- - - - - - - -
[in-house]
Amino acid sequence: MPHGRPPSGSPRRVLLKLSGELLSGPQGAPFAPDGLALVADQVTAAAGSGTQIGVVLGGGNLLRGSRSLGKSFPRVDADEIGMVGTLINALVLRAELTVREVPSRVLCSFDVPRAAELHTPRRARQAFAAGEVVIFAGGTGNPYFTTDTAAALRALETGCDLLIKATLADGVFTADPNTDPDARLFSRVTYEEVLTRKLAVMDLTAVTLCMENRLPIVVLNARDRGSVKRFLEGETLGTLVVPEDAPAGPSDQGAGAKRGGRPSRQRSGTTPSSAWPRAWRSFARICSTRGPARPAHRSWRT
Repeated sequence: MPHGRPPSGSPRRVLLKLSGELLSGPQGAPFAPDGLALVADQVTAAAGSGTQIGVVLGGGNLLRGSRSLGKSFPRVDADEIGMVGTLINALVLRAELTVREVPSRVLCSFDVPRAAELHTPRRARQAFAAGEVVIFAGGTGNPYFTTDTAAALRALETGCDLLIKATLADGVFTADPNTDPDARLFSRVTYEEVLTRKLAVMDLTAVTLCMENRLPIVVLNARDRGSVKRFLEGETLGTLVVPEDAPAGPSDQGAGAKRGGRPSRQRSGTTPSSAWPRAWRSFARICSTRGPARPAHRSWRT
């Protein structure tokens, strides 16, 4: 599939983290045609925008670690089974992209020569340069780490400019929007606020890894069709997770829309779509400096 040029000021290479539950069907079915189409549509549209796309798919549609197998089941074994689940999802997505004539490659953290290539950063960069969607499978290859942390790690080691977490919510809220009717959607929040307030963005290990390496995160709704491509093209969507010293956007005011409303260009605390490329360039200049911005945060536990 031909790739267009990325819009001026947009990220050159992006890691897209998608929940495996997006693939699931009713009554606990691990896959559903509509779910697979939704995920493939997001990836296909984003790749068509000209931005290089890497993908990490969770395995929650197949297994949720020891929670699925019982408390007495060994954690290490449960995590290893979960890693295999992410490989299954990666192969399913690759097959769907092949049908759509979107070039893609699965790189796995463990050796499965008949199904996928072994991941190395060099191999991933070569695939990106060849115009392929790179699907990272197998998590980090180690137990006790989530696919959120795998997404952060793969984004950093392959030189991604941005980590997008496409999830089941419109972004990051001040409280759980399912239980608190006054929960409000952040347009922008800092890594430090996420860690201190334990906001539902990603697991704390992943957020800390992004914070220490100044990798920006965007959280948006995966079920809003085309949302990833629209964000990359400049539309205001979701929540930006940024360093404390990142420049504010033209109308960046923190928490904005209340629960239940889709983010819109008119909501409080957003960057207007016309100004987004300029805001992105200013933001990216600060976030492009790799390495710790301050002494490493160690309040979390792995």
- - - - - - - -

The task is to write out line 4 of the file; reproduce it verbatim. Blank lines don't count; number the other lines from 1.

């Protein structure tokens, strides 16, 4: 599939983290045609925008670690089974992209020569340069780490400019929007606020890894069709997770829309779509400096 040029000021290479539950069907079915189409549509549209796309798919549609197998089941074994689940999802997505004539490659953290290539950063960069969607499978290859942390790690080691977490919510809220009717959607929040307030963005290990390496995160709704491509093209969507010293956007005011409303260009605390490329360039200049911005945060536990 031909790739267009990325819009001026947009990220050159992006890691897209998608929940495996997006693939699931009713009554606990691990896959559903509509779910697979939704995920493939997001990836296909984003790749068509000209931005290089890497993908990490969770395995929650197949297994949720020891929670699925019982408390007495060994954690290490449960995590290893979960890693295999992410490989299954990666192969399913690759097959769907092949049908759509979107070039893609699965790189796995463990050796499965008949199904996928072994991941190395060099191999991933070569695939990106060849115009392929790179699907990272197998998590980090180690137990006790989530696919959120795998997404952060793969984004950093392959030189991604941005980590997008496409999830089941419109972004990051001040409280759980399912239980608190006054929960409000952040347009922008800092890594430090996420860690201190334990906001539902990603697991704390992943957020800390992004914070220490100044990798920006965007959280948006995966079920809003085309949302990833629209964000990359400049539309205001979701929540930006940024360093404390990142420049504010033209109308960046923190928490904005209340629960239940889709983010819109008119909501409080957003960057207007016309100004987004300029805001992105200013933001990216600060976030492009790799390495710790301050002494490493160690309040979390792995």